At its September 19 meeting, the Legislative Committee formally adopted the proposed initiatives for the 2013 session, a work product of the Association’s Initiatives Subcommittee. The Initiatives Subcommittee met through the summer to refine and focus a list of 25 initiatives into no more than four, as required by the Association’s bylaws.
The 2013 initiatives reflect the fiscal uncertainties facing county governments, lack of pension oversight now that counties are responsible for a portion of the System’s costs, and the county concerns regarding many land use policy proposals. The items adopted as legislative initiatives are as follows:
County Budget Security – County governments have taken the deepest cuts of any part of the state’s budget during the Great Recession. Local governments have lost some $1.8 billion in State support since Fiscal Year 2010, affecting nearly every essential local service: roads and bridges; law enforcement; health departments; and jails. Temporary cuts have been made permanent or extended with each budget cycle, and state administrative costs have been shifted to counties without any county control. In addition to aid reductions and cost shifts, the State’s recent teacher pension shift sends to counties massive new costs that lie completely outside the county government’s management.
Although the State continues to face long-term funding challenges to meet its spending commitments to education, Medicaid, and general government – the State’s fiscal situation clearly remains stronger than that of its counties, whose reliance on property taxes lags behind the overall economy. MACo urges State policy makers to restore eclipsed funding, ease financial burdens of prior costs shifts, and reinforce capital commitments to schools and other county priorities. The State should resist creating any further burdens on county budgets, local services, and their constituents.
County Government Voice in State Pension Administration – MACo has argued that shifting funding responsibility to county governments has done nothing to improve the sustainability of state pension funding, it has simply relocated the cost burden to the level of government that has played a far lesser role in these cost changes. Counties have minimal representation on the Board of Trustees for the Retirement and Pension System; have no control or say in plan design changes and benefit enhancements; nor a role in making investment decisions. The state should include two seats on the Board of Trustees to specifically represent the interests of county governments as major payers of system costs, and should ensure that ongoing studies of the system examine investment practices and other functions with cost implications.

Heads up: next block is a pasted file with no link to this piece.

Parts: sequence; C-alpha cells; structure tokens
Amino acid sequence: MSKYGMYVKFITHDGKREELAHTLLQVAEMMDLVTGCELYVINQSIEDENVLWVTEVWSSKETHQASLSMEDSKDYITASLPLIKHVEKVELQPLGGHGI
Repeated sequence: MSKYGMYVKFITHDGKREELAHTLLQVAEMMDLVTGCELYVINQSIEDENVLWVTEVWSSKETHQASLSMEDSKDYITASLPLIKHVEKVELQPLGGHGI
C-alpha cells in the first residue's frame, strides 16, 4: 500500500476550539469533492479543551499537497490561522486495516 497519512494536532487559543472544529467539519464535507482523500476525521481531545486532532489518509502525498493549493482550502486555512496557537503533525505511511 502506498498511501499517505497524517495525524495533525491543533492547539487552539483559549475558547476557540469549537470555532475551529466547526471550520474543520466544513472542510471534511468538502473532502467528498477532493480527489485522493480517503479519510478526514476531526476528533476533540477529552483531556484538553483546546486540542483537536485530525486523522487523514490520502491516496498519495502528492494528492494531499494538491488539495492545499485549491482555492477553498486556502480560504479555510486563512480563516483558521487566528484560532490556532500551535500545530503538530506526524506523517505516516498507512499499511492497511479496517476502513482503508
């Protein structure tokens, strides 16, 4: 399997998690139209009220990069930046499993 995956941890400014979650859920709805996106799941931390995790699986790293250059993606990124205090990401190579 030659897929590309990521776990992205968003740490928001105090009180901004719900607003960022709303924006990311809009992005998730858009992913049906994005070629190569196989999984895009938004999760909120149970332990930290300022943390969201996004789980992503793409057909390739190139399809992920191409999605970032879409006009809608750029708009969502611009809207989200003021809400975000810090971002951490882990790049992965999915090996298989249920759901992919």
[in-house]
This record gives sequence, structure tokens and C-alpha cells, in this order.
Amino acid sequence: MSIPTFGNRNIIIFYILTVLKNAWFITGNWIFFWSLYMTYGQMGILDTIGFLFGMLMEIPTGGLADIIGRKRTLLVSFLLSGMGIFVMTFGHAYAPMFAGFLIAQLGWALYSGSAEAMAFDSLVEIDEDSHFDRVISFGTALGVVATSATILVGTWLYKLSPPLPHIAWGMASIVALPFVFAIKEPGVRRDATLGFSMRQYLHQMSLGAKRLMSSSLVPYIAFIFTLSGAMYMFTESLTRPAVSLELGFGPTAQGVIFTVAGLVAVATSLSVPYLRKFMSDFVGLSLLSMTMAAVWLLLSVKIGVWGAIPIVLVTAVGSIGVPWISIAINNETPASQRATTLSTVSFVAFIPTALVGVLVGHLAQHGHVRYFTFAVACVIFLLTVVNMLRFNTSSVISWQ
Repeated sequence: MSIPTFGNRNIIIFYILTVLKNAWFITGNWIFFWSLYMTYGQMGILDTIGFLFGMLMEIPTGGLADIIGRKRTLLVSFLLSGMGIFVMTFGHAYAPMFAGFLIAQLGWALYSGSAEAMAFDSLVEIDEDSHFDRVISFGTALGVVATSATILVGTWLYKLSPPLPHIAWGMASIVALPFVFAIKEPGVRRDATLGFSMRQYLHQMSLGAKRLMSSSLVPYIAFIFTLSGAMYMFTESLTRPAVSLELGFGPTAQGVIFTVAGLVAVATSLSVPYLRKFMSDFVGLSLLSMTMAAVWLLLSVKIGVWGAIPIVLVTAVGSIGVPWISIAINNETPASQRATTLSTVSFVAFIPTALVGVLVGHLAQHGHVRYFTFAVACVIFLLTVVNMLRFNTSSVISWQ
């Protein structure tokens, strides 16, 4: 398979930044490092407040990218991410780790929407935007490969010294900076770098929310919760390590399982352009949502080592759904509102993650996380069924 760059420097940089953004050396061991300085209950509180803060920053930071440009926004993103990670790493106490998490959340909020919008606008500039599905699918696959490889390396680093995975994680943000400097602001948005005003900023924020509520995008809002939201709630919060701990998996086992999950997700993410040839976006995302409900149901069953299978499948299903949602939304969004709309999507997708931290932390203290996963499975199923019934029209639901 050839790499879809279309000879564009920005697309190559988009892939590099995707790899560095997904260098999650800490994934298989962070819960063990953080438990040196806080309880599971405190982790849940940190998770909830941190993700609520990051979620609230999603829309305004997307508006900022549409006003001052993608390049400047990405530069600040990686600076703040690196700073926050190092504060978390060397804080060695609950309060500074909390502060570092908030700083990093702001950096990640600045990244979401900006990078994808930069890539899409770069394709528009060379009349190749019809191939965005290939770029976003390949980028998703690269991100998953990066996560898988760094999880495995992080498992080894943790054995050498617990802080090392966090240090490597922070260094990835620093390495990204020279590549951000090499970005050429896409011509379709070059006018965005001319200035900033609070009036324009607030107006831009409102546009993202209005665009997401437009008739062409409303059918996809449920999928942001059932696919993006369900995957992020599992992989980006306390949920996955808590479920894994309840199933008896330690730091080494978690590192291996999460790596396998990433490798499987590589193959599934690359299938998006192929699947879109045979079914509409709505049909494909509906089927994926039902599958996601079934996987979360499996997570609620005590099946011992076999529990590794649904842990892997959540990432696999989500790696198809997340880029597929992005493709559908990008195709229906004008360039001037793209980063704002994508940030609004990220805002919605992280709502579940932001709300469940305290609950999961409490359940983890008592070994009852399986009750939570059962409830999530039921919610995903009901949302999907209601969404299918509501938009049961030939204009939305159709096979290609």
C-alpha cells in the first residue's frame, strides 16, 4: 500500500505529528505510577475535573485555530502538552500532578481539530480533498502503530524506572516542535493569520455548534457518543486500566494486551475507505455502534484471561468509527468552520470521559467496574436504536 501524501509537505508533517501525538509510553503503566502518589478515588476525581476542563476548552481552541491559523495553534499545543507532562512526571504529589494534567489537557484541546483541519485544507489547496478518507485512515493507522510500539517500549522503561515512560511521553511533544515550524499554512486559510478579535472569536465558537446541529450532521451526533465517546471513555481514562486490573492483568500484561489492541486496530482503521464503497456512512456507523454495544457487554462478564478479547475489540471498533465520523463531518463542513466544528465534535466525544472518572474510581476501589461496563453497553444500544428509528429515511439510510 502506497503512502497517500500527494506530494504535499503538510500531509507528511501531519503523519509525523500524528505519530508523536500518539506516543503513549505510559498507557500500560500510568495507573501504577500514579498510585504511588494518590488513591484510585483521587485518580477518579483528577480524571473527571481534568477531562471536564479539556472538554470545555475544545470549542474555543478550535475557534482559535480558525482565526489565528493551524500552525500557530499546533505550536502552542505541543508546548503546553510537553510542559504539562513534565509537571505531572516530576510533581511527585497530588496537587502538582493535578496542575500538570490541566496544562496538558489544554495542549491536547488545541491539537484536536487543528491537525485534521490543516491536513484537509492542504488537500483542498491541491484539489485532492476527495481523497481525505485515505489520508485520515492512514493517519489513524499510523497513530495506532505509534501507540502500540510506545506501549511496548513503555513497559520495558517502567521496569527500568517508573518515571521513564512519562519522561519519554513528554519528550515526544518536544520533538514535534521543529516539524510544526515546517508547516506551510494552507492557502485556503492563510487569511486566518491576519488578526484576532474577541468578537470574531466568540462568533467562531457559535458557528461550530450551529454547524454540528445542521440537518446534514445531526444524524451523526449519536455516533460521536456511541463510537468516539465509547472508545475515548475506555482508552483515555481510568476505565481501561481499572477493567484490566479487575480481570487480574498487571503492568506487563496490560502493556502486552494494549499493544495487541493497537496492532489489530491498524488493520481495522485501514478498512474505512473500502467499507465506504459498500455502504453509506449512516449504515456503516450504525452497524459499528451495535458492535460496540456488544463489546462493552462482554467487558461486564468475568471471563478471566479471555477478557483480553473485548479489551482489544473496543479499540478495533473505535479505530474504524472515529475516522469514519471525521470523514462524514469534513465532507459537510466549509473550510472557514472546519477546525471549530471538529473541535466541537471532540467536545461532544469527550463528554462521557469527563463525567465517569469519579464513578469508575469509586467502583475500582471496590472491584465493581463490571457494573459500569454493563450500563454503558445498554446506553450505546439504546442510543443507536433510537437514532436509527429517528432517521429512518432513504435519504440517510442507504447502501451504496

Defend Local Land Use Autonomy – Multiple policy proposals, often developed in the name of environmental protection, threaten the central notion that locally elected officials are best suited to make community land use decisions. Between the implementation of the Chesapeake Bay Total Maximum Daily Load requirements, PlanMaryland, legislation and regulations limiting development on septic systems, required code enforcement burdens, and proposed county transportation mandates based on climate change, county governments must reinforce the importance of local accountability and direct public input into land use decisions. Widespread State mandates have burdened local planning staff and impeded the practicality of adopting a timely and effective comprehensive plan. No statewide law, planning document, or set of aspirational goals can ever replace the value of locally accountable and citizen-informed planning and zoning.
County Tax Application and Fairness – As several state laws govern the application and administration of tax systems affecting local government, counties seek more reasonable treatment and local administrative flexibility. Among the county priorities in this area are: granting local governments the same exemption from motor fuel taxes afforded to the State; exempting local governments from locally-imposed gross receipts on heavy equipment rentals; and allowing greater local flexibility in applying rates and offsets toward the personal property tax on business taxpayers.